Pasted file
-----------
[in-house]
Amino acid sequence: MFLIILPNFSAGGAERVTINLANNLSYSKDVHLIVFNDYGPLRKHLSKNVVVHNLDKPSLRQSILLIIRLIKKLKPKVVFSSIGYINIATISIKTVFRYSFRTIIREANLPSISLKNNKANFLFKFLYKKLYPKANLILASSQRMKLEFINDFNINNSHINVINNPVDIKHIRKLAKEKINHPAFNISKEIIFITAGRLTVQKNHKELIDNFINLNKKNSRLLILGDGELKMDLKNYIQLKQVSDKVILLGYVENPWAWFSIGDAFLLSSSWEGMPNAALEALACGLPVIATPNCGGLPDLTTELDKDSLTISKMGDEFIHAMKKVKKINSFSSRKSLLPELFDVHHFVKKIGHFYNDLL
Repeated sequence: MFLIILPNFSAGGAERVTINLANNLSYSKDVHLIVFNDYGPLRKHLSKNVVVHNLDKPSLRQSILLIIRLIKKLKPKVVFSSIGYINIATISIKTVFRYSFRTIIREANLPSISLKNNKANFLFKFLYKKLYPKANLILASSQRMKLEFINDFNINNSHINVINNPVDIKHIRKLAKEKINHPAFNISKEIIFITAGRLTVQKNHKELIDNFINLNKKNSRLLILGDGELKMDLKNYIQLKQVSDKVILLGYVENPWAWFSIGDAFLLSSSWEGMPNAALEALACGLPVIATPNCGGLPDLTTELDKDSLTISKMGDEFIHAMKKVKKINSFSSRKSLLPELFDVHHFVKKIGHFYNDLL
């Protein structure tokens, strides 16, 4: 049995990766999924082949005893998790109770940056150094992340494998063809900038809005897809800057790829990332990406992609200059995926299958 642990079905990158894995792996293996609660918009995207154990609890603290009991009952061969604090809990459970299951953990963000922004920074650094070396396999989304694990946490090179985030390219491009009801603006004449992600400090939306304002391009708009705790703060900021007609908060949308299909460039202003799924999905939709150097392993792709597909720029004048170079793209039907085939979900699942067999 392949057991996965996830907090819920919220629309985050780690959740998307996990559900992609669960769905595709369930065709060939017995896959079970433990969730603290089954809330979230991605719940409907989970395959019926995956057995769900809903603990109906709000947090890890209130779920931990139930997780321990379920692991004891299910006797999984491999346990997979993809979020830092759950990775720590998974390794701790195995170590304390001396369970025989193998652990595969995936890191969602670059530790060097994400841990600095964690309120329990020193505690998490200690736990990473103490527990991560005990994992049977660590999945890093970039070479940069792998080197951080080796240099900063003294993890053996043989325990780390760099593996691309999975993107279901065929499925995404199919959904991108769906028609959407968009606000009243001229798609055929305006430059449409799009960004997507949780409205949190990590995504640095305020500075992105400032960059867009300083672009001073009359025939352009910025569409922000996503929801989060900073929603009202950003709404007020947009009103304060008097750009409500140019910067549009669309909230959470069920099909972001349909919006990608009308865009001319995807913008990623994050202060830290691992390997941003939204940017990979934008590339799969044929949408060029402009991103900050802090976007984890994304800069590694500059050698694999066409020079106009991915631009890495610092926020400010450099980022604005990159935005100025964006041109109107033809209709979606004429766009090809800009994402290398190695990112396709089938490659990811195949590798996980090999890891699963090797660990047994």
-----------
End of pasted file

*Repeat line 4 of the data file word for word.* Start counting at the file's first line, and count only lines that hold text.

């Protein structure tokens, strides 16, 4: 049995990766999924082949005893998790109770940056150094992340494998063809900038809005897809800057790829990332990406992609200059995926299958 642990079905990158894995792996293996609660918009995207154990609890603290009991009952061969604090809990459970299951953990963000922004920074650094070396396999989304694990946490090179985030390219491009009801603006004449992600400090939306304002391009708009705790703060900021007609908060949308299909460039202003799924999905939709150097392993792709597909720029004048170079793209039907085939979900699942067999 392949057991996965996830907090819920919220629309985050780690959740998307996990559900992609669960769905595709369930065709060939017995896959079970433990969730603290089954809330979230991605719940409907989970395959019926995956057995769900809903603990109906709000947090890890209130779920931990139930997780321990379920692991004891299910006797999984491999346990997979993809979020830092759950990775720590998974390794701790195995170590304390001396369970025989193998652990595969995936890191969602670059530790060097994400841990600095964690309120329990020193505690998490200690736990990473103490527990991560005990994992049977660590999945890093970039070479940069792998080197951080080796240099900063003294993890053996043989325990780390760099593996691309999975993107279901065929499925995404199919959904991108769906028609959407968009606000009243001229798609055929305006430059449409799009960004997507949780409205949190990590995504640095305020500075992105400032960059867009300083672009001073009359025939352009910025569409922000996503929801989060900073929603009202950003709404007020947009009103304060008097750009409500140019910067549009669309909230959470069920099909972001349909919006990608009308865009001319995807913008990623994050202060830290691992390997941003939204940017990979934008590339799969044929949408060029402009991103900050802090976007984890994304800069590694500059050698694999066409020079106009991915631009890495610092926020400010450099980022604005990159935005100025964006041109109107033809209709979606004429766009090809800009994402290398190695990112396709089938490659990811195949590798996980090999890891699963090797660990047994």